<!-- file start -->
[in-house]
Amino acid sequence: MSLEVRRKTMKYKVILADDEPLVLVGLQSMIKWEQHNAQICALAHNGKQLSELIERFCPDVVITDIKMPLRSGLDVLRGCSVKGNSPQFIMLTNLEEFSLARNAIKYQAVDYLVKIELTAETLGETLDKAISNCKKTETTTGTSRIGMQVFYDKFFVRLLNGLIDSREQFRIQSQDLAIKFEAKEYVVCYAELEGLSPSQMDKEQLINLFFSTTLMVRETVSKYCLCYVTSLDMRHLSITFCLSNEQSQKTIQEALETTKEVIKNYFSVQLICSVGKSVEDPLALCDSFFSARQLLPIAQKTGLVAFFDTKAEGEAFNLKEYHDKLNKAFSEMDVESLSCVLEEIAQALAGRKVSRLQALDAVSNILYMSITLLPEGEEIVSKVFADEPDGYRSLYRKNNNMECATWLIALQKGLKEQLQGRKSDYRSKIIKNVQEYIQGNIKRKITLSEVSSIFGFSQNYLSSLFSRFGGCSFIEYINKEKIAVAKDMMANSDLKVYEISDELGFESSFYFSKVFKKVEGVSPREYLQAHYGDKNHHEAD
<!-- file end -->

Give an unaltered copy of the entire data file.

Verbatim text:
[in-house]
Amino acid sequence: MSLEVRRKTMKYKVILADDEPLVLVGLQSMIKWEQHNAQICALAHNGKQLSELIERFCPDVVITDIKMPLRSGLDVLRGCSVKGNSPQFIMLTNLEEFSLARNAIKYQAVDYLVKIELTAETLGETLDKAISNCKKTETTTGTSRIGMQVFYDKFFVRLLNGLIDSREQFRIQSQDLAIKFEAKEYVVCYAELEGLSPSQMDKEQLINLFFSTTLMVRETVSKYCLCYVTSLDMRHLSITFCLSNEQSQKTIQEALETTKEVIKNYFSVQLICSVGKSVEDPLALCDSFFSARQLLPIAQKTGLVAFFDTKAEGEAFNLKEYHDKLNKAFSEMDVESLSCVLEEIAQALAGRKVSRLQALDAVSNILYMSITLLPEGEEIVSKVFADEPDGYRSLYRKNNNMECATWLIALQKGLKEQLQGRKSDYRSKIIKNVQEYIQGNIKRKITLSEVSSIFGFSQNYLSSLFSRFGGCSFIEYINKEKIAVAKDMMANSDLKVYEISDELGFESSFYFSKVFKKVEGVSPREYLQAHYGDKNHHEAD